Back when I studied, I worked part time in a local store. I was responsible for juice, soda, beer, wine, and other bottles of alcoholic drinks. I was responsible to order them, and to manage and refill remains over the week. Being a small shop, I also needed to be a jack of all traits. At times I had to have an eye on refilling vegetables, and fruits. At other times, I needed to refill milk, or answer inquiries from our cashiers. That said, there are some lessons I learned in that shop that helped me find my way once I joined my first job. Here are some nuggets from that time.
Something bothers me for a while about Kanban. These thought re-awakened during James Bach’s keynote at the Let’s Test conference in May. James was talking about the 1990’s movement into process. Processes needed to be everywhere. That’s why he became engaged with what turned out to end as the context-driven school of testing. Here is a quote that I heard in one form or another from the Kanban community:
The process needs to be defined, published and socialized — explicitly and succinctly.
(I got this from here.)
The Kanbanistas keep on confusing me with this. Here is why.
Right before Christmas I crossed a write-up of Al Shalloway about Kanban being the integration of Deming, Ohno, Goldratt’s Theory of Constraints, Satir and Nonaka. At a similar time I finished Jerry Weinberg‘s most recent book Experiential Learning Volume 3 – Simulation. Jerry explains the Satir Change Model in such a great way, that I would like to elaborate a bit more on the relevance of the model particular for Kanban.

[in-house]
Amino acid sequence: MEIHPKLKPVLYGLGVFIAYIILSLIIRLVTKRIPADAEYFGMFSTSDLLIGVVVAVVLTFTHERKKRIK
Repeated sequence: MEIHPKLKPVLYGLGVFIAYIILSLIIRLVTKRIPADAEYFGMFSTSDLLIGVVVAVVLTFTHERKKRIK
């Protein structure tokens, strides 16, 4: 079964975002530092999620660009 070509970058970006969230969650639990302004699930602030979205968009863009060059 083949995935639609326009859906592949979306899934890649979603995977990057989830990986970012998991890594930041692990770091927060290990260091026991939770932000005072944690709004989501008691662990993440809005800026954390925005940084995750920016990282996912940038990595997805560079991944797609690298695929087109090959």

Yesterday during my keynote at the Agile Testing Days 2012 I said I see a lot of standups, where testers report on their yesterday’s work in the following way:
Yesterday I tested the thing with the stuff. I found some bugs, and filed them. Today I will test the foo with the bar.
I think this is horrible test reporting. While concluding the fifth beta of Elisabeth Hendrickson‘s upcoming book Explore it! I found a few more hints in the same direction. On the same line I will relate good test reporting during the standup to what for example Michael Bolton talks about when it comes to test reporting – we should tell three stories during test reporting:
- a story about the product
- a story about testing
- a story about the process
While Diana Larsen was in Germany in July she spoke about a course she was currently taking called Human Systems Dynamics. Since then some of my colleagues started to dive into it. So did I. I didn’t take the course, but decided to go for some of the books on it. The first one I came across is called Facilitating Organization Change – Lessons from complexity science, and deals with a lot of stuff on complexity science, self-organization, and how to introduce changes in a complex adaptive system (CAS). These are some of my first thoughts after finishing the book.
In the Kanban, Scrum and Lean hemisphere there is a continuous discussion about the radical change nature of Scrum vs. the evolutionary change method of Kanban. Both are often referenced as Kaizen or Kaikaku in Kanban. But what’s the difference? When do I need one or the other? And what does this say about change in general?